Comorbidity of ALS and frontotemporal dementia, and pathological overlap is well recognised. No formal twin study has been performed for frontotemporal dementia, but in more than 41% of cases, there is some family history, suggesting a high heritability. We did not distinguish between individuals with and without frontotemporal dementia concurrent with ALS, and our heritability estimate will therefore also have implications for frontotemporal dementia.
This study has important implications for sporadic ALS. Clinically, the knowledge of a significant genetic component means that the question of why ALS has developed can be more confidently explained in terms of complex disease genetics. For research, despite the difficulties with replication of genome-wide association studies,4 we can pursue more highly powered genome-wide association studies boldly, explore statistical methods for interactions and epistasis, and use techniques to find rare genetic variants, copy number variants, microsatellites and epigenetic changes.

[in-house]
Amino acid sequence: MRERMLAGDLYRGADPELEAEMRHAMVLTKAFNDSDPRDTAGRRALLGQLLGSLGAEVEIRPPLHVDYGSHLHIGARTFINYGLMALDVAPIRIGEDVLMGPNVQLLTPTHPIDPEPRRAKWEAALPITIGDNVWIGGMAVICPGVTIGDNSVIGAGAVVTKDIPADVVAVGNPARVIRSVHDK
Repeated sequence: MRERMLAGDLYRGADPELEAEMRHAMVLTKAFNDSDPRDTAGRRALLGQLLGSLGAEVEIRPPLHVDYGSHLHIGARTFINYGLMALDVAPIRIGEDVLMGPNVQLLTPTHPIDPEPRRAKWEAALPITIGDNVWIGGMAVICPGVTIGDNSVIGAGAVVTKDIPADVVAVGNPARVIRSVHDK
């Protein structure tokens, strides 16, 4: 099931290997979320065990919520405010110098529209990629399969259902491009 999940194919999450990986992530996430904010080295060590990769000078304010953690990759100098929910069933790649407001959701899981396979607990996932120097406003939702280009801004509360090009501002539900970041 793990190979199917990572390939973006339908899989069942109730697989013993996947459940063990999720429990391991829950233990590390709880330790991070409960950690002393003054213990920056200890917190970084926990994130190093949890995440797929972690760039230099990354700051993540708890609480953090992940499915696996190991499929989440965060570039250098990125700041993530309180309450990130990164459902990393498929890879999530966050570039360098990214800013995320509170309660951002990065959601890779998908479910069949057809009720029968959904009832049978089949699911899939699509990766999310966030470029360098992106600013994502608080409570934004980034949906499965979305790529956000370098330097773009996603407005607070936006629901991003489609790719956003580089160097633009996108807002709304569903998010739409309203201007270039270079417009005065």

We thank the NIHR Centre for Biomedical Research.
Linked articles 224816.
Funding FF and WY were supported by Bjorklunds Fond 2008-20892. MFH was supported by the British Geriatric Society. We thank the Medical Research Council (UK), the Wellcome Trust, the Motor Neurone Disease Association of Great Britain and Northern Ireland, The American ALS Association, the ALS Therapy Alliance and the Angel Fund for support.
Competing interests None.
Patient consent Obtained.
Ethics approval Ethics approval was provided by the King's College Hospital and SLAM/IOP Research Ethics Committees for the UK participants. For the Swedish Twin Registry, the ethical advice from the Research Ethics Committee of the Karolinska Institutet was that specific approval was not required to use the data. For the British MND Twin Study (1997) we used published data.
Provenance and peer review Not commissioned; externally peer reviewed.